The western pond turtle (Actinemys marmorata) has lost most of its habitat in the Central Valley of California to agricultural activities, flood control, and urbanization. Although a few areas still support this turtle, most habitats are now altered by humans. Aquatic habitats near population centers also may become release sites for a variety of introduced turtles, which could compete with the native A. marmorata. In 1999, 2002, and 2007, I trapped at the Fresno and Hanford wastewater-treatment facilities to determine presence and numbers of A. marmorata at settling ponds in these facilities. I caught 213 A. marmorata at Fresno and 106 at Hanford. No other species of turtles was caught. Turtles at both sites grew rapidly and had a mean size of clutch of 8.2 (Fresno) and 8.5 eggs (Hanford), which are the highest mean size of clutch reported for this species. Although not esthetically appealing to people, both sewage-treatment facilities provide habitat for A. marmorata and these could provide stock for future reintroductions of this species to more natural, rehabilitated aquatic habitats in nearby areas.
Kemnitz C.R.,California State University, Bakersfield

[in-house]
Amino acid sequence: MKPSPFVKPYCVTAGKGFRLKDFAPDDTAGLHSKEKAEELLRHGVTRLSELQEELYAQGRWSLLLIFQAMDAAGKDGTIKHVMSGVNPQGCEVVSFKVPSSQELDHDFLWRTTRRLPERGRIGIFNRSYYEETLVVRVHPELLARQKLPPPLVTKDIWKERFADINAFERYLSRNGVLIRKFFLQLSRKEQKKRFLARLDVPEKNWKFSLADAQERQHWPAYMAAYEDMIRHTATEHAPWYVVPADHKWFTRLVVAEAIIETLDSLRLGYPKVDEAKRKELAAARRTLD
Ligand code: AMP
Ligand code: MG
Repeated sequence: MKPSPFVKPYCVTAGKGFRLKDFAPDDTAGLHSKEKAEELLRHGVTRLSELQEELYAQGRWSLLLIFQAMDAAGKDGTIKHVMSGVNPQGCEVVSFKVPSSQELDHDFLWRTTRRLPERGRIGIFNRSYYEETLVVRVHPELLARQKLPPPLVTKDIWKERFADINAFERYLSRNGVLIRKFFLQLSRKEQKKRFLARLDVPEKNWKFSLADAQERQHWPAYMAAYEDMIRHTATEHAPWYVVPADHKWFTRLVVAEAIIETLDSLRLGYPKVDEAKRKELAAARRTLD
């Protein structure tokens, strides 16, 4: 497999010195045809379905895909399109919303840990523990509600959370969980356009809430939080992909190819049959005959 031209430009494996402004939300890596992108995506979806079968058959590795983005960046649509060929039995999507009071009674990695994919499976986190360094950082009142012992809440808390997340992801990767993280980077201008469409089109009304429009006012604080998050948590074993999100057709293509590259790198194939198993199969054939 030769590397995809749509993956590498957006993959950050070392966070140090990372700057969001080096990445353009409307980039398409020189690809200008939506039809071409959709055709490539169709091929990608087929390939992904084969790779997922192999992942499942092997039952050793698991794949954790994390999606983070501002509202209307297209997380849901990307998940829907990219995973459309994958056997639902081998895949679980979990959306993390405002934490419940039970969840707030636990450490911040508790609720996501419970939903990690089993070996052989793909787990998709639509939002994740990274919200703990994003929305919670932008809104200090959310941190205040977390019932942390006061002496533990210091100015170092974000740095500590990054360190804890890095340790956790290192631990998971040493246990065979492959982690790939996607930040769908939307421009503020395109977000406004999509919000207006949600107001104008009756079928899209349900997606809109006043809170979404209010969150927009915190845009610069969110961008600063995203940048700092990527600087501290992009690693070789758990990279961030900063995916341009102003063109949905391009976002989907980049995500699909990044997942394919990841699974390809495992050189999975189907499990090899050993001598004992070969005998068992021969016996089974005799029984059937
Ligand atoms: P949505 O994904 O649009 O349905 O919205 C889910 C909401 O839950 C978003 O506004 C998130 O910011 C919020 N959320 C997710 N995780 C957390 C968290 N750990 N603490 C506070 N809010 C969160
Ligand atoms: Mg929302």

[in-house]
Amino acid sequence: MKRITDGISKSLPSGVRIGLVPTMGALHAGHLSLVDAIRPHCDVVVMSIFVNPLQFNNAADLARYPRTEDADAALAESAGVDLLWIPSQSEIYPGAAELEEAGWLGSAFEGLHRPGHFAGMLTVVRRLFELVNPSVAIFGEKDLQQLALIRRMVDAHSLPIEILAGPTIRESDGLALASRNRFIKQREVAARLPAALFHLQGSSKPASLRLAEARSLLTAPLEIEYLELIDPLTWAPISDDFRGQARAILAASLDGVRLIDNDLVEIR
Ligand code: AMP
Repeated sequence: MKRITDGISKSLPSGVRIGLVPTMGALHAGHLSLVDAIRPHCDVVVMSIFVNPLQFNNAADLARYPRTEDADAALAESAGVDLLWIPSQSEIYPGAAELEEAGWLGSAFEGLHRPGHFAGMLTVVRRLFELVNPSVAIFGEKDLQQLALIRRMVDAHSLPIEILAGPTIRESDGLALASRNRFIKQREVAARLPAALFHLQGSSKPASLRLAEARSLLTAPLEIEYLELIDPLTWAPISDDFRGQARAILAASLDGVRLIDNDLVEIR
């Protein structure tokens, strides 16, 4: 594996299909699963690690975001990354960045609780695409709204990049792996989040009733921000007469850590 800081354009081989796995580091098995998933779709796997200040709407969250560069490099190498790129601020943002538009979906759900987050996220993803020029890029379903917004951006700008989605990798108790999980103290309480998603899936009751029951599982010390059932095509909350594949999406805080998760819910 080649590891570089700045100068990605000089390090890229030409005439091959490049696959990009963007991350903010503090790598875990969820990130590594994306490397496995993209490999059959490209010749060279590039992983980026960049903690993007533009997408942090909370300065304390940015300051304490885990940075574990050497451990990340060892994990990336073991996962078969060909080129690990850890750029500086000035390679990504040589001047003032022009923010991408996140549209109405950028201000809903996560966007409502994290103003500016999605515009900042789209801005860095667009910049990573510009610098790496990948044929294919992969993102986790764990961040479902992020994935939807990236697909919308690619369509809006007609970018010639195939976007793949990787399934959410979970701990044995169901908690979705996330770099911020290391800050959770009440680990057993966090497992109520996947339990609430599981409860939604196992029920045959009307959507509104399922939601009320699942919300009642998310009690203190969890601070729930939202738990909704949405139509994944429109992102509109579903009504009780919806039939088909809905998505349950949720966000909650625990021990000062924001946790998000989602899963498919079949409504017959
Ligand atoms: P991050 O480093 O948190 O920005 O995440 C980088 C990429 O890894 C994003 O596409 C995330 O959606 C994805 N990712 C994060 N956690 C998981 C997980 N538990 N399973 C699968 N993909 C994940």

Chemistry - A European Journal | Year: 2013
Delocalization in alkanes? The case is made for the role of electron delocalization as a cause for the greater stability of branched alkanes relative to their linear isomers. Electron delocalization plays a similar role in linear alkanes as manifest in "protobranching stabilization." A sizeable component of the stabilization is found to be attributable to geminal σ→σ* delocalization. © 2013 Wiley-VCH Verlag GmbH & Co. KGaA, Weinheim.
Agency: NSF | Branch: Standard Grant | Program: | Phase: MAJOR RESEARCH INSTRUMENTATION | Award Amount: 269.59K | Year: 2012
With this award from the Major Research Instrumentation Program, Professor David Saiki from California State University-Bakersfield and colleagues Andreas Gebauer, Carl Kloock, Danielle Solano and Karlo Lopez will acquire a 400 MHz NMR spectrometer. The proposal is aimed at enhancing research training and education at all levels, especially in areas such as (a) self-diffusion measurements of solution phase hexameric insulin; (b) synthesis of macrocyclic systems; (c) synthesis of bioactive cyclic peptide natural products and their derivatives; (d) synthesis, screning and development of small molecule inhibitors of lysyl oxidase; and (c) identification of compounds responsible for fluorescence in terrestrial arthropods.
Nuclear Magnetic Resonance (NMR) spectroscopy is one of the most powerful tools available to chemists for the elucidation of the structure of molecules. It is used to identify unknown substances, to characterize specific arrangements of atoms within molecules, and to study the dynamics of interactions between molecules in solution. Access to state-of-the-art NMR spectrometers is essential to chemists who are carrying out frontier research. The results from these NMR studies will have an impact in synthetic organic/inorganic chemistry, materials chemistry and biochemistry. This instrument will be an integral part of teaching as well as research at the California State University-Bakersfield and neighboring institutions such as such as Tuft and Bakersfield College.